I am sure that everyone on the planet has seen that flash mob internet video of people in a food court somewhere singing the Hallelujah Chorus. I wish I had been there! My alto part of the Chorus is as familiar to me as the sound of my breath going in and out of my lungs.
Every year in December I participated in a community production of The Messiah for all of the years I was “forming,” in Ada, Oklahoma. The singers included the high school and the college choirs, and various church choirs, along with anyone else who wanted to participate. The orchestra was filled with people from similar talented groups around the small town.
Year after year we would begin practicing before Thanksgiving and by the time we performed we were a melodious and powerful group. It stunned the standing room only audience almost as much as it awed those of us singing. To me, it was the beginning of the magic that was Christmas. Ada, Oklahoma was a great place to spend one's formative years.
The first Christmas I spent as a married lady in Southern California, I waited for the Christmas magic to appear. It was balmy, but there were Christmas decorations in the stores. There was no Messiah. We were a struggling young couple. I realized I had to make Christmas happen in our little apartment. I remember sitting at the kitchen table making dough ornaments to hang on the tree that the elementary school where Richard worked, had given us. I sang my heart out. “All we like sheep...” “...and he shall reign for ever and ever..Hallelujah!” Alto part only. Oh, and with a smidgen of soprano thrown in now and then.
The thing about religions is they have some beautiful music.
The thing about apartments is they have some thin walls.
My new California neighbors smiled strangely at me.
Wednesday, November 16, 2011
I am one of those people who just don't instinctively know their left and right. My sister and I share this affliction.
When we give one another driving directions – we employ the “Your Window, My Window Method” Turn left at the corner just won't work with us.
For example when instructing one another in which direction to turn. It's like this, “Just go your window at the next light and then go, quick, my window.”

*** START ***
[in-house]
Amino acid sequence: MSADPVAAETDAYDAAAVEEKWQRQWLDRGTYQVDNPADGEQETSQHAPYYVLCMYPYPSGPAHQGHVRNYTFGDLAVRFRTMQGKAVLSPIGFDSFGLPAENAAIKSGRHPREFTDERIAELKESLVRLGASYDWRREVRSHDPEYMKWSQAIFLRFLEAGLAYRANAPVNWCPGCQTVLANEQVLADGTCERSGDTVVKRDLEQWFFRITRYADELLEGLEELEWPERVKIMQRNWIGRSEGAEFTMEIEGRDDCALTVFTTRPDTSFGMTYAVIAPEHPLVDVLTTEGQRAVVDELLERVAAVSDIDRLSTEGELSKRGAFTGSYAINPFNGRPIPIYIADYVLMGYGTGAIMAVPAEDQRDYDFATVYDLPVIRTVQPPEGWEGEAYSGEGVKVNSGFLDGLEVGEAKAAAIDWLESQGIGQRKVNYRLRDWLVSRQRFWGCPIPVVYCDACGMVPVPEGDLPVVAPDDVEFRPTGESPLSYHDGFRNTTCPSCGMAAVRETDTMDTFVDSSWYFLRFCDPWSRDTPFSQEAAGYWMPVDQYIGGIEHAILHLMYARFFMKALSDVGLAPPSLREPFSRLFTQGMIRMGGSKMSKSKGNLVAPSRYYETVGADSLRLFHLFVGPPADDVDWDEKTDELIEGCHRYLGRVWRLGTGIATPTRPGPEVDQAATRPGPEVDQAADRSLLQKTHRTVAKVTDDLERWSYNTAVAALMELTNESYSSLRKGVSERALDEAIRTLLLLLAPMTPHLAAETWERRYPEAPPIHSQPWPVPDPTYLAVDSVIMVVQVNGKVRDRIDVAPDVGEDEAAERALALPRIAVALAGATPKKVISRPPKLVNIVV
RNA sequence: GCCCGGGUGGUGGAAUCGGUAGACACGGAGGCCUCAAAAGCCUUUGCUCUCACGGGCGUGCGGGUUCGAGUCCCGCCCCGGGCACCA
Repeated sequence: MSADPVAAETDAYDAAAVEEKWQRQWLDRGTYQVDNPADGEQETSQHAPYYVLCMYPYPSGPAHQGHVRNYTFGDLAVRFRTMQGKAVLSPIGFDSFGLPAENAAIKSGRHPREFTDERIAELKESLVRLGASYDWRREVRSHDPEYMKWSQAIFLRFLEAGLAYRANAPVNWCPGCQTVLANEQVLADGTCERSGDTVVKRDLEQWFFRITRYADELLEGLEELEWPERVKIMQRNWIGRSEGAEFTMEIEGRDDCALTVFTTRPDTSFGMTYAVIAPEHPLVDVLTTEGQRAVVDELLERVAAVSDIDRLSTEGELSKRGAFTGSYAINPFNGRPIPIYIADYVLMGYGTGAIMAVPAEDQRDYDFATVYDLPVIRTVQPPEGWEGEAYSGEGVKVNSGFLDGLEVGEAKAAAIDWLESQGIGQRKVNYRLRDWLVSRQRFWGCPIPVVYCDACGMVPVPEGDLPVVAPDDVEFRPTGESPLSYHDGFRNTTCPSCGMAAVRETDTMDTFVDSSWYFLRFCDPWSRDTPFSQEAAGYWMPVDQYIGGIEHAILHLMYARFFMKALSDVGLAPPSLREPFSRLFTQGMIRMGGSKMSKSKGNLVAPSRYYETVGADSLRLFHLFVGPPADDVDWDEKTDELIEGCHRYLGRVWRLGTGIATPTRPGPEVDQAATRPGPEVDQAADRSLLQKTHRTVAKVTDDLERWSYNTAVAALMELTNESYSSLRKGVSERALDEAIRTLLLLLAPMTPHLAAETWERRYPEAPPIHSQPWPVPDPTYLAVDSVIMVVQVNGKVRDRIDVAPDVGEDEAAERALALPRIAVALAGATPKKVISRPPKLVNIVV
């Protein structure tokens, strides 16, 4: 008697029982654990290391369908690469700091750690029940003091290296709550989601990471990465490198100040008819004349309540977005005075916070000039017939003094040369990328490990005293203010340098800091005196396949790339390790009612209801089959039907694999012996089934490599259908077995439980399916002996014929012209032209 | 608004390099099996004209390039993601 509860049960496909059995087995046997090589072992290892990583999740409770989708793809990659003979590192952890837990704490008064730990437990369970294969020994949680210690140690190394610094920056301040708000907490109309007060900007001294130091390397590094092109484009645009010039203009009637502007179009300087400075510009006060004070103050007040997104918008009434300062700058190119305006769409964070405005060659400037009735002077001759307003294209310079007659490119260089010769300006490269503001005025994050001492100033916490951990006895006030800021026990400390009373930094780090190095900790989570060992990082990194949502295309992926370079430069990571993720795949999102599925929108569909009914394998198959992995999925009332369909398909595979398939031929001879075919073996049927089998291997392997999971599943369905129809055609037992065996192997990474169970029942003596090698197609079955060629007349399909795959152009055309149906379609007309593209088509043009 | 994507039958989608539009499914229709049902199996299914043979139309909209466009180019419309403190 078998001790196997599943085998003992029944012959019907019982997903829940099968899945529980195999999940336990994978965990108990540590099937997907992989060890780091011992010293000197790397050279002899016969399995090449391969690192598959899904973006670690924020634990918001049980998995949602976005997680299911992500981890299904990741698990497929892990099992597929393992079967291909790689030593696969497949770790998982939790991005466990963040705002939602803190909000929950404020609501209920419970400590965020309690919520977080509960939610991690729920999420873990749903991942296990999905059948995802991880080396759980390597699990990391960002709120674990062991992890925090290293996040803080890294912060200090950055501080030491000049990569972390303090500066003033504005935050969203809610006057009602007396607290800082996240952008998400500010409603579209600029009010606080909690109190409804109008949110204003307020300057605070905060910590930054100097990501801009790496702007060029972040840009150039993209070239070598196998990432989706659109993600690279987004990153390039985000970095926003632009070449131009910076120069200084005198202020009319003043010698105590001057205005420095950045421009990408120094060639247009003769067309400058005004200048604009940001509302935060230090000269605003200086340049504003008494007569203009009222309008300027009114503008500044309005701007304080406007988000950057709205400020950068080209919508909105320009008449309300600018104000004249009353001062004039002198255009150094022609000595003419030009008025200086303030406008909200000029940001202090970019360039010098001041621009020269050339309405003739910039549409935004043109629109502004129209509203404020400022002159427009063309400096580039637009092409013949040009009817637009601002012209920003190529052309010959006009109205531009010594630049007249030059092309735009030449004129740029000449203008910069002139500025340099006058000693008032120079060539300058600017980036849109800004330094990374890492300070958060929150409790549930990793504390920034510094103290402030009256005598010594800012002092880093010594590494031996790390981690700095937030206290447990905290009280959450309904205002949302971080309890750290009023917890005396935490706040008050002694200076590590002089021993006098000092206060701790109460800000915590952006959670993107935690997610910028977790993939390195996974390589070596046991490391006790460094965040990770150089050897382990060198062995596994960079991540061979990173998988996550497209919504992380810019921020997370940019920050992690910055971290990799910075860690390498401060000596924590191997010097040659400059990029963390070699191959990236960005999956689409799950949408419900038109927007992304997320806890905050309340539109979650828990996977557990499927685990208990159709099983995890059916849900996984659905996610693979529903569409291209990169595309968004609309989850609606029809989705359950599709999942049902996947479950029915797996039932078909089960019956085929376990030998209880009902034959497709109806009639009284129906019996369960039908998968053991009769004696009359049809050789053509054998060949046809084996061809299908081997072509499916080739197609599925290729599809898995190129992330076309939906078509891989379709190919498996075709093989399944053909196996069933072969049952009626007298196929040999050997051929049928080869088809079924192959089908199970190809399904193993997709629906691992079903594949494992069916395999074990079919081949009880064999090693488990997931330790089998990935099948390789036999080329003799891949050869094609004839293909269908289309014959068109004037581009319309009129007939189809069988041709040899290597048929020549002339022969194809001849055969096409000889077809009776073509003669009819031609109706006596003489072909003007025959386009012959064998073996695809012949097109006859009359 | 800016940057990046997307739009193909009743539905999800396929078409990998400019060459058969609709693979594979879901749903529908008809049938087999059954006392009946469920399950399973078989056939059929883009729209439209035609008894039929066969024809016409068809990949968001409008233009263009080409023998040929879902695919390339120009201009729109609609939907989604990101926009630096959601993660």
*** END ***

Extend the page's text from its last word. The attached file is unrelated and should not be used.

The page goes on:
It is a mild form of aphasia. We have learned to compensate, using the sister code. When there is someone else giving the directions it can get ugly. I stuck a little R and a little L on the appropriate sides of the speedometer of my Mustang. That helped, but I had to take a bit of teasing for it from my non directionally-challenged colleagues.
The Hokey Pokey? A chore.
Oh, and that little trick of making an “L” with your left hand? Well my right hand makes an “L” too. It's backwards, but my mind doesn't immediately see it as backwards. I can also read upside down, and in mirrors, which came in handy when I taught kindergarten.
When I was in School Teacher School, (which is what I called that year I spent learning educational jargon after I had my BA,) we saw a film about this very thing. I remember one part of the film very well.
It was filmed with the fish-eye lens to make it scary.
There was a child pretending to be the teacher, and he had a tea cup. He held the cup up to the teacher, who was playing the child and asked, “What is this?”
The Teacher/child answered, “It's a tea cup.”
Then the Child/teacher turned it upside down and again asked what it was.
The Teacher/child said, “A teacup?”
The Child/teacher said, “NO! Now it's something else!”
Next he turned it around so the handle was on the other side, and the frustrated Teacher/child meekly said, “A teacup?”
“NO!” Bellowed the Child/teacher.
Suddenly, I understood what children went through learning to decipher the sticks and balls of the printed word.
I suppose I had learned to read in a less precise way, as I taught myself to read by deciphering the Sunday comics, before I went to kindergarten. I probably used the “Right Brain Method.” (I probably just made that up.)
People who are dominated by the left hemisphere are practical, linear, detailed, and orderly. They process things from part to whole. They see all the details when they enter a room. They are the engineers and the scientists of the world. They also make excellent proofreaders.
Those of us who are right brained dominate are artistic and impulsive. We see the whole room. Furthermore we get a feeling from it. Color and music are always involved. We read what the writer meant instead of the actual letters and words.
Needless to say the well balanced person taps into both hemispheres. The school district that employed me gave all of us a test to discover whether we were right or left brain dominated and I came out almost totally RIGHT. Was anyone surprised?
They found that almost all of the teachers tend to be either evenly situated between the corpus callosum and if they were dominate on one side it was definitely to the left. Well. That explains a lot of things.
Like my desk, for instance.
And why I was always having my students perform.
So here's my question. How did people who see everything black and white in politics become associated with the musical, interior decorating, mural-painting, tap-dancing side of the brain?
How is it that the Don't Tell Me What To Do In My Private Life political party is in any way connected with the stoic, calculating, reasoning, “if-this-then-that” lineaar hemisphere?
My left hemisphere Googled this subject, because I am the curious type. It has nothing to do with today. It came to be back in the 1700's in France, during the revolution. People who were conservatives sat to the right of the king and the people who were more liberal sat to the left of the throne.
That's it in a nutshell. We are carrying on a French tradition. Ces't la vie.